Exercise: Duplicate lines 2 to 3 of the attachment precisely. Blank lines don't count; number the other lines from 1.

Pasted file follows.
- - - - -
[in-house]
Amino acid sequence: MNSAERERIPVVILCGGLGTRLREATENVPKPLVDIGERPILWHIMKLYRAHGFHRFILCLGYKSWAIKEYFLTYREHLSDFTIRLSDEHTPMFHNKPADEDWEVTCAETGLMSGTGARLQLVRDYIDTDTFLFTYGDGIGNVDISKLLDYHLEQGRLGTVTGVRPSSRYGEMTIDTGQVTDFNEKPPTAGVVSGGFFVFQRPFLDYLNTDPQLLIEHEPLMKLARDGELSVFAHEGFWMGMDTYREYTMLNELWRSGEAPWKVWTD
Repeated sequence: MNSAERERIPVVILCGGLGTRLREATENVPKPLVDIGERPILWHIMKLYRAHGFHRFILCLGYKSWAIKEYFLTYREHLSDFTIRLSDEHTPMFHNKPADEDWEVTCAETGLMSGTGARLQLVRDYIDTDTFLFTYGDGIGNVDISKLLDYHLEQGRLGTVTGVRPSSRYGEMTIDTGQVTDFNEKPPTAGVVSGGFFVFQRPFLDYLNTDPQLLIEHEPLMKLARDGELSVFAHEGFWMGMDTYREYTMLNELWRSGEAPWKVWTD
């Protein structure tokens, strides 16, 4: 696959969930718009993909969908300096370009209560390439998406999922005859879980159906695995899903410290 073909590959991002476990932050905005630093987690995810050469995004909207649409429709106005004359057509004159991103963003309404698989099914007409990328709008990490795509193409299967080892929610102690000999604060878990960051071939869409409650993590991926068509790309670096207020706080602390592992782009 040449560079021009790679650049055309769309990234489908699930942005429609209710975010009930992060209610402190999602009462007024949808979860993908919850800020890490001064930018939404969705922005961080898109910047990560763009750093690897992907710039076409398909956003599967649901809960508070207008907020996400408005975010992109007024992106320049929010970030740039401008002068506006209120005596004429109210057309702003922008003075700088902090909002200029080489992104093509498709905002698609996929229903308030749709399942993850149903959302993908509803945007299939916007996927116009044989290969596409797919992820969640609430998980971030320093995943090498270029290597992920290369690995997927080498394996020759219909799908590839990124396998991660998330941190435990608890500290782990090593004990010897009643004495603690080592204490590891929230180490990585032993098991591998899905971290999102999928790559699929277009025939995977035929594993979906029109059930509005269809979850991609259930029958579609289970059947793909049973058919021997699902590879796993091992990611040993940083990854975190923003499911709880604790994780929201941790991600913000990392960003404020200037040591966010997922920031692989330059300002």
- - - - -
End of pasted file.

Amino acid sequence: MNSAERERIPVVILCGGLGTRLREATENVPKPLVDIGERPILWHIMKLYRAHGFHRFILCLGYKSWAIKEYFLTYREHLSDFTIRLSDEHTPMFHNKPADEDWEVTCAETGLMSGTGARLQLVRDYIDTDTFLFTYGDGIGNVDISKLLDYHLEQGRLGTVTGVRPSSRYGEMTIDTGQVTDFNEKPPTAGVVSGGFFVFQRPFLDYLNTDPQLLIEHEPLMKLARDGELSVFAHEGFWMGMDTYREYTMLNELWRSGEAPWKVWTD
Repeated sequence: MNSAERERIPVVILCGGLGTRLREATENVPKPLVDIGERPILWHIMKLYRAHGFHRFILCLGYKSWAIKEYFLTYREHLSDFTIRLSDEHTPMFHNKPADEDWEVTCAETGLMSGTGARLQLVRDYIDTDTFLFTYGDGIGNVDISKLLDYHLEQGRLGTVTGVRPSSRYGEMTIDTGQVTDFNEKPPTAGVVSGGFFVFQRPFLDYLNTDPQLLIEHEPLMKLARDGELSVFAHEGFWMGMDTYREYTMLNELWRSGEAPWKVWTD